#97-92
Issued 8/29/97

 

BROOKHAVEN LAB DEVELOPS HIGH-PERFORMANCE CEMENT

 

Upton, NY - The U.S. Department of Energy's Brookhaven National Laboratory has developed a new high-performance cement for use in geothermal wells, which pump hot water or steam from the interior of the Earth to drive electricity-generating turbines. The cement is also particularly suited for use in oil wells and for soil remediation.

About two percent of the world's electricity is derived from geothermal energy. In geothermal environments, an abundance of carbon dioxide causes conventional cement to deteriorate rapidly through a chemical process called carbonation. In contrast, the high-efficiency cement creates a zeolite mineral and a calcium phosphate mineral that block this destructive chemical reaction.

The formula for the cement includes fly ash, calcium aluminate, sodium polyphosphate and water in compositions that vary with the depth at which the cement will be used. Since these materials are abundant and inexpensive, and no technical training is required to make the cement, it is economical compared to conventional cements.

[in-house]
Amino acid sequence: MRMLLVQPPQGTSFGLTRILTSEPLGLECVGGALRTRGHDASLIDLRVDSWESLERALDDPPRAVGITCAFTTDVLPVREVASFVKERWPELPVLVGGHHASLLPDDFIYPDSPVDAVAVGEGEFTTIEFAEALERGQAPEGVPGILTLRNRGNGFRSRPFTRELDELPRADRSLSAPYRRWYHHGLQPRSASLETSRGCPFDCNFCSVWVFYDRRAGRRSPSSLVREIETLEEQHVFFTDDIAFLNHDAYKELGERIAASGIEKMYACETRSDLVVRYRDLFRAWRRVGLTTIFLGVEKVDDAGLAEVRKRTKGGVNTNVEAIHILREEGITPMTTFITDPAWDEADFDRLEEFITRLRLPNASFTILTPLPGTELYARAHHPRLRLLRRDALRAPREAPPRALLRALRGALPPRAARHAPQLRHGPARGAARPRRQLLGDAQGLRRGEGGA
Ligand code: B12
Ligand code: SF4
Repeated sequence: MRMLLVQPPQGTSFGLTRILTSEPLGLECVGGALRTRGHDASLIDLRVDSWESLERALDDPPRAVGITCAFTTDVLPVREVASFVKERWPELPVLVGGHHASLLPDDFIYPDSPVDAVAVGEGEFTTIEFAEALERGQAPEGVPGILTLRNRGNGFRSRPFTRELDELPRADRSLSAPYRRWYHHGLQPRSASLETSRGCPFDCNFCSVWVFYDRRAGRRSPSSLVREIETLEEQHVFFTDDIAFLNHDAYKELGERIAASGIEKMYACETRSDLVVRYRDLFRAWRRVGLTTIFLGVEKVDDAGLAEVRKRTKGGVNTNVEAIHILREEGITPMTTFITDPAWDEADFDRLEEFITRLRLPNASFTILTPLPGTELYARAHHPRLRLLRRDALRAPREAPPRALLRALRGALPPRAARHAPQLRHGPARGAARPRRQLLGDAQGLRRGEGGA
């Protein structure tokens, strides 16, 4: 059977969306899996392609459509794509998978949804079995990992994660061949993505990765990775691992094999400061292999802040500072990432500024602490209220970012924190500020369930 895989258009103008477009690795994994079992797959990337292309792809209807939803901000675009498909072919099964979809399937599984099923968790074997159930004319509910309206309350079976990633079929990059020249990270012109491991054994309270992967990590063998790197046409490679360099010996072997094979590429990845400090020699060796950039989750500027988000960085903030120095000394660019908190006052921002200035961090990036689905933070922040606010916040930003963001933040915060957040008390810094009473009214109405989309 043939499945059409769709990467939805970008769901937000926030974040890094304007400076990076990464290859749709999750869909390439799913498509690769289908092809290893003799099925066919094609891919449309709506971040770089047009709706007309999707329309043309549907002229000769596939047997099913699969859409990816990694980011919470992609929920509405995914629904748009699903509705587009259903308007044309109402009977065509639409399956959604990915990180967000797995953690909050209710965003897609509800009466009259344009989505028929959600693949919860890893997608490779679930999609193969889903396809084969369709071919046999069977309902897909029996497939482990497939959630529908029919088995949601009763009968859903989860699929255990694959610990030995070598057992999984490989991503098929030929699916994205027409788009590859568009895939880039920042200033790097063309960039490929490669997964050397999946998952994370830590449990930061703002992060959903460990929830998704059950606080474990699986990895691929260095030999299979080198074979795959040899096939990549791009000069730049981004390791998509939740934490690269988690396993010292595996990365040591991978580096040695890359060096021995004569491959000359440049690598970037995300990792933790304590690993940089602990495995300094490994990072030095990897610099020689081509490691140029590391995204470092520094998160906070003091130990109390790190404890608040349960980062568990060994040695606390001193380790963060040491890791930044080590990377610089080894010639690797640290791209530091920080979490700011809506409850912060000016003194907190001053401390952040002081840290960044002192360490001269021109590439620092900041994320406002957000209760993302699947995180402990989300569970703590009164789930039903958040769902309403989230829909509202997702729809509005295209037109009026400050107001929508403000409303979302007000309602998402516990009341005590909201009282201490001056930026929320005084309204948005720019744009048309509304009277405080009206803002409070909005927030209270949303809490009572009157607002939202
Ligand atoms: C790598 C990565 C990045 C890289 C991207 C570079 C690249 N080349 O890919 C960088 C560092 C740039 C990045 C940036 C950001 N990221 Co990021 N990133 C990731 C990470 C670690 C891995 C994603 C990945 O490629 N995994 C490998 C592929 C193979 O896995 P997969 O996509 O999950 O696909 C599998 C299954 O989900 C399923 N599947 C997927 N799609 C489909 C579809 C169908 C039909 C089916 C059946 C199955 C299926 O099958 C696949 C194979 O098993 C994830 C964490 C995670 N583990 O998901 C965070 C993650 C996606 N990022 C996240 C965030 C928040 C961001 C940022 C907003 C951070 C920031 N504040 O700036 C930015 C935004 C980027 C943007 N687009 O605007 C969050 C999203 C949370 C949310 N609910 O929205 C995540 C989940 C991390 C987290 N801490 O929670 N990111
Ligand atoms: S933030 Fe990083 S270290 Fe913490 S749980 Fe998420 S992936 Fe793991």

In laboratory tests, when the Brookhaven cement had been exposed for six months to steam as hot as 572oF, with a concentration of four percent carbon dioxide, the high-performance cement became only one percent carbonated, while conventional cement was ready to crumble, with 50 percent carbonation.

In July 1997, large-scale field testing of the Brookhaven cement began at a geothermal well in Sumatra, Indonesia, operated by Unocal Corporation of Sugar Land, Texas. Halliburton Energy Services, of Duncan, Oklahoma, is supplying the cement for these tests.

Brookhaven Lab chemist Toshifumi Sugama, who developed the cement, said, "This high-performance cement is not only resistant to the deterioration produced by carbon dioxide, but it also adheres well to steel and soil, protects steel from corrosion, has high mechanical strength, low permeability and withstands temperature extremes. It is environmentally friendly because it is made mostly of recylced fly ash - the byproduct of steel production - and no harsh chemicals are used in manufacturing it. Besides using the cement in specialized environments, it can also be used in walkways, roads, and buildings - anywhere ordinary cement is used."

Brookhaven National Laboratory carries out basic and applied research in the physical, biomedical and environmental sciences and in selected energy technologies. The Laboratory is operated by Associated Universities, Inc., a nonprofit research management organization, under contract with the U.S. Department of Energy.

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NOTE TO LOCAL EDITORS: Toshifumi Sugama is a resident of Wading River, NY.